« EdellinenJatka »
These immediate and direct advantages may however be considered as adventitious and unimportant when compared with the benefits which society enjoys from the cultivation of literature. Other branches of study have their peculiar objects of inquiry; but hers are unlimited and universal, and she may be considered as the support, the nurse, and the guardian of all the rest. Whether the discoveries of science are to be explained and recorded, whether the principles and connections of the fine arts are to be illustrated, whether the rules and institutions of society itself are to be demonstrated and defined-it is she who is intrusted with the important office. It is her peculiar task to express, and as it were to embody and cloath our ideas in clear, appropriate and unequivocal language,—to preserve and improve the purity and accuracy of expression, so as to render the communication and interchange of mind still more definite, clear and perfect. It is indeed easy to throw an air of ridicule or contempt on the multifarious labors of lexicographers and grammarians, as it is when we walk through a well-ordered garden to turn a glance of pity or indifference on the humble laborers who are binding up the flowers, or eradicating the weeds; but it must be remembered that without these labors, the garden would soon become an inextricable wilderness, or an useless waste. Let us call to mind the darkness of the middle ages--that long and feverish sleep of the human intellect, and ask to what circumstances we are to attribute our restoration to daylight and to exertion. A few mouldering manuscripts, long hidden in the recesses of monastic superstition, and discovered by these early students of words and syllables, served in a short time, to excite throughout Europe the most ardent desire of improvement, The immense gulph that had separated the human race was no longer a barrier. The strong influence of kindred genius was felt through the interval of two thousand years; and the scholars of the fifteenth and sixteenth centuries were better acquainted with the sentiments and views, the talents and acquirements, of the ancient Greeks and Romans, than with those of their own countrymen in the century immediately preceding them. If indeed the gift of speech and the communion of ideas be essential to the human race, how must we honor those studies, that not only perpetuate the voice of former ages, but open an intercourse between nation and nation, and convert the world into one country? Or how can even the political and commercial concerns of a people be conducted with safety and advantage, except by an acquaintance with the language, the customs, and the manners of those with whom our transactions are to take place?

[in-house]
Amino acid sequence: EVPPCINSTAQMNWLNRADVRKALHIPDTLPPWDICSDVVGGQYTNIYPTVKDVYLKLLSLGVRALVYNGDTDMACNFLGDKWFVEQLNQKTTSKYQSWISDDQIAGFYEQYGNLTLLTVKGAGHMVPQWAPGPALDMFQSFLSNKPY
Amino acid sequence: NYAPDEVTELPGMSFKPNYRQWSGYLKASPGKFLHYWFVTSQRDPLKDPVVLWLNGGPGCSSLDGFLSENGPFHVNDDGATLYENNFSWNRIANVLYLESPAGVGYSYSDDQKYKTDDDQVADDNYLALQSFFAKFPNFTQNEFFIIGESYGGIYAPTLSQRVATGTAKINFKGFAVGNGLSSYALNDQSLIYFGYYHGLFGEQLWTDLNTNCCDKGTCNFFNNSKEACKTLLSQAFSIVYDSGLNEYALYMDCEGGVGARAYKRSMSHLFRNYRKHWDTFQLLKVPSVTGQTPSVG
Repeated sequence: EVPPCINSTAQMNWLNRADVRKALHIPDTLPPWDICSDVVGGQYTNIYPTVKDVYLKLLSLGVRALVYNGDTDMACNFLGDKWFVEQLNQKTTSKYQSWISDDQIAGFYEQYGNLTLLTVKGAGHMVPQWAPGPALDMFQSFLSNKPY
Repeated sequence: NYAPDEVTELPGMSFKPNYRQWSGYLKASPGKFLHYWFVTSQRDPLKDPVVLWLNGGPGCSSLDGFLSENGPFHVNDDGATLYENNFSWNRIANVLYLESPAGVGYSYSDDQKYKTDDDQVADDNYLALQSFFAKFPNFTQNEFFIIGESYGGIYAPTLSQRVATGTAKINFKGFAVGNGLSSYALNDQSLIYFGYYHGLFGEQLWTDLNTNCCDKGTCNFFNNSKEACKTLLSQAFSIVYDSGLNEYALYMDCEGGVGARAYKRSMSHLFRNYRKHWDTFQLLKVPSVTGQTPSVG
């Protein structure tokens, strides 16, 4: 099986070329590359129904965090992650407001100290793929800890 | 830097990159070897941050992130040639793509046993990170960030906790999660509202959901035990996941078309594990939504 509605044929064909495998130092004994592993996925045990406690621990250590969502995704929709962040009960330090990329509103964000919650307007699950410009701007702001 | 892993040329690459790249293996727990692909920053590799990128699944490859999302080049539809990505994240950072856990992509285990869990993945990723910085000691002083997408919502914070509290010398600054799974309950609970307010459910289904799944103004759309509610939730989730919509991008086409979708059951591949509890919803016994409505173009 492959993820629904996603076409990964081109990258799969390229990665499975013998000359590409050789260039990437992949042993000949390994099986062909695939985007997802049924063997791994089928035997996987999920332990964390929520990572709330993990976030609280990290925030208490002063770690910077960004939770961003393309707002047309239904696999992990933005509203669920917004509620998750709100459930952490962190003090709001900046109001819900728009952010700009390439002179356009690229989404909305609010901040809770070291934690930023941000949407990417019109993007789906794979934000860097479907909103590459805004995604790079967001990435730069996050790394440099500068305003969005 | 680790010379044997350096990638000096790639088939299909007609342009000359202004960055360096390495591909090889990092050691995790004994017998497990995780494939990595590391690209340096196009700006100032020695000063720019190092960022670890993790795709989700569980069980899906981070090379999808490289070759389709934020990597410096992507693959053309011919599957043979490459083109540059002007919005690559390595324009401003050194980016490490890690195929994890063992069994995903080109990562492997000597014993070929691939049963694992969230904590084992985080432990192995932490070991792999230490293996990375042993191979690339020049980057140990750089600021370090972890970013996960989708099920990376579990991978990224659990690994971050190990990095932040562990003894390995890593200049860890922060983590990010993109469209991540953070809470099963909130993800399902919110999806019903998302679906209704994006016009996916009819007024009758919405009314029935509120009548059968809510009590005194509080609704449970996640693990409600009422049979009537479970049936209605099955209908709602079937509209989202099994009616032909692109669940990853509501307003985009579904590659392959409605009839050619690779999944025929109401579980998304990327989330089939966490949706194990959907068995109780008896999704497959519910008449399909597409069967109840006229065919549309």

Nor is it merely on preserving the purity or extending the utility of language and composition that literature founds her pretensions, göringati „að 9
She has also departments of her own, the variety and importance of which need only to be stated to be universally acknowledged, It is to her that we are indebted for the records of the institutions and transactions of past ages-those lights and land-marks which enable us to steer with greater confidence through the difficulties that may yet surround us. It is she who has embodied and preserved, in immortal language, those splendid productions of fancy and imagination, which for so many centuries have been the delight and glory of the human race, and it is still her peculiar province
"to catch the manners living as they rise,"
and to hand down to future ages the true form, and features, and characteristic traits of the present day. If the discovery of the art of printing be in fact, as it is usually considered, one of the most fortunate events in the history of mankind, it is only by the exertions of literature that its promised advantages can be obtained. Will it then be said, that these studies and occupations, which extend to the most important objects of human inquiry and pursuit, and yet intermix themselves in the daily and hourly concerns of life, which improve the understanding, charm the imagination, influence the moral feelings, and purify the taste, are adverse to the interests and injurious to the character of a great community?—If such had been the case, is it likely that states and kingdoms would have contended for the honor of having given birth to those illustrious persons whose names adorn the annals of past ages? or is there any cir cumstance that throws over a country a brighter lustre, than that which is derived from the number and celebrity of those men of genius to whom she has given rise?